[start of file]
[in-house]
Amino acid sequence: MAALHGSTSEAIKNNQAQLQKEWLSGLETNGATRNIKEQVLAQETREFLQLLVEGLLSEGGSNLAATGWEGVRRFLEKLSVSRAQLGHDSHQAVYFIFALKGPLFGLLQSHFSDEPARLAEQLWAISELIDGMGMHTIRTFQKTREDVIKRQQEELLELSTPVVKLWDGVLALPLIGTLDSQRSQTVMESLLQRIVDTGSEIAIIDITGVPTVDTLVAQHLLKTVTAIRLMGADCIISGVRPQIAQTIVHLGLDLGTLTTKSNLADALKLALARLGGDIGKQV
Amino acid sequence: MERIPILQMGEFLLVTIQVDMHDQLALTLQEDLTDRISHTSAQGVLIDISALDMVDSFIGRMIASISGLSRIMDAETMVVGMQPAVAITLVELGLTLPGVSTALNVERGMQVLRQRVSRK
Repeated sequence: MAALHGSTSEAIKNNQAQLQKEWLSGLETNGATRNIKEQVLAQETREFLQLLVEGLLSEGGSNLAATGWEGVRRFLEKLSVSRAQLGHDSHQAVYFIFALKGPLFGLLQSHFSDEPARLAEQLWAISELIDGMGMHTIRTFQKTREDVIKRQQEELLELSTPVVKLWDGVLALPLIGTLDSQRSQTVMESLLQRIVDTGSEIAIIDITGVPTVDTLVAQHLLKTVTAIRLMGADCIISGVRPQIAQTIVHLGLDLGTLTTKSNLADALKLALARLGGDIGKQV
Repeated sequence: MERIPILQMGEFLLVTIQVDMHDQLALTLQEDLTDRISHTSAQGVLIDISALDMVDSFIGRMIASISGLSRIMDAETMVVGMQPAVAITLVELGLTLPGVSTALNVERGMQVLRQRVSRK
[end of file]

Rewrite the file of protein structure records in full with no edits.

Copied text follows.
[in-house]
Amino acid sequence: MAALHGSTSEAIKNNQAQLQKEWLSGLETNGATRNIKEQVLAQETREFLQLLVEGLLSEGGSNLAATGWEGVRRFLEKLSVSRAQLGHDSHQAVYFIFALKGPLFGLLQSHFSDEPARLAEQLWAISELIDGMGMHTIRTFQKTREDVIKRQQEELLELSTPVVKLWDGVLALPLIGTLDSQRSQTVMESLLQRIVDTGSEIAIIDITGVPTVDTLVAQHLLKTVTAIRLMGADCIISGVRPQIAQTIVHLGLDLGTLTTKSNLADALKLALARLGGDIGKQV
Amino acid sequence: MERIPILQMGEFLLVTIQVDMHDQLALTLQEDLTDRISHTSAQGVLIDISALDMVDSFIGRMIASISGLSRIMDAETMVVGMQPAVAITLVELGLTLPGVSTALNVERGMQVLRQRVSRK
Repeated sequence: MAALHGSTSEAIKNNQAQLQKEWLSGLETNGATRNIKEQVLAQETREFLQLLVEGLLSEGGSNLAATGWEGVRRFLEKLSVSRAQLGHDSHQAVYFIFALKGPLFGLLQSHFSDEPARLAEQLWAISELIDGMGMHTIRTFQKTREDVIKRQQEELLELSTPVVKLWDGVLALPLIGTLDSQRSQTVMESLLQRIVDTGSEIAIIDITGVPTVDTLVAQHLLKTVTAIRLMGADCIISGVRPQIAQTIVHLGLDLGTLTTKSNLADALKLALARLGGDIGKQV
Repeated sequence: MERIPILQMGEFLLVTIQVDMHDQLALTLQEDLTDRISHTSAQGVLIDISALDMVDSFIGRMIASISGLSRIMDAETMVVGMQPAVAITLVELGLTLPGVSTALNVERGMQVLRQRVSRK